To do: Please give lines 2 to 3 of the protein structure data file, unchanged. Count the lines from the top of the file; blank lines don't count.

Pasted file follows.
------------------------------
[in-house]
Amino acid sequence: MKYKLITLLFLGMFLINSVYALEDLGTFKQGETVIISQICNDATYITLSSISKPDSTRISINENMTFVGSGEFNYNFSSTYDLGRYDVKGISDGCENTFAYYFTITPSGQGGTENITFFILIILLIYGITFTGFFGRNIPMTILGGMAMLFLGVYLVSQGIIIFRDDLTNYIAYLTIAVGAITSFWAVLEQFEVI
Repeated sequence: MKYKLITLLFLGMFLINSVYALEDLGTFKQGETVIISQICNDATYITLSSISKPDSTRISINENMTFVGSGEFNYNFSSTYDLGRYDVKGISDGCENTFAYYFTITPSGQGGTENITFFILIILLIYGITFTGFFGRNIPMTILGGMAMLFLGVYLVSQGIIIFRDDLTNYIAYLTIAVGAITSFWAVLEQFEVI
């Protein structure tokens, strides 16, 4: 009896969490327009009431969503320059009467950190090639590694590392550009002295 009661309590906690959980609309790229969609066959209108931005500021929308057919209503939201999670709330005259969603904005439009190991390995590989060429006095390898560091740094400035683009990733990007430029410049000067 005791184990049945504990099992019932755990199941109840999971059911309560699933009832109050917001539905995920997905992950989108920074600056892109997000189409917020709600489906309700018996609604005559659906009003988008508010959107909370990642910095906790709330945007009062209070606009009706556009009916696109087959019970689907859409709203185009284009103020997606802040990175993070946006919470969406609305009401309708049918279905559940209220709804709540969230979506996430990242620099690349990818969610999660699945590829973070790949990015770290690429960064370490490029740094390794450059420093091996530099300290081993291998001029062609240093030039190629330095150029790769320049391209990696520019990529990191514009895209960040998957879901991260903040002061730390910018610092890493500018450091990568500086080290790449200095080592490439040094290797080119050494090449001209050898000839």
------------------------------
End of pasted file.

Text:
Amino acid sequence: MKYKLITLLFLGMFLINSVYALEDLGTFKQGETVIISQICNDATYITLSSISKPDSTRISINENMTFVGSGEFNYNFSSTYDLGRYDVKGISDGCENTFAYYFTITPSGQGGTENITFFILIILLIYGITFTGFFGRNIPMTILGGMAMLFLGVYLVSQGIIIFRDDLTNYIAYLTIAVGAITSFWAVLEQFEVI
Repeated sequence: MKYKLITLLFLGMFLINSVYALEDLGTFKQGETVIISQICNDATYITLSSISKPDSTRISINENMTFVGSGEFNYNFSSTYDLGRYDVKGISDGCENTFAYYFTITPSGQGGTENITFFILIILLIYGITFTGFFGRNIPMTILGGMAMLFLGVYLVSQGIIIFRDDLTNYIAYLTIAVGAITSFWAVLEQFEVI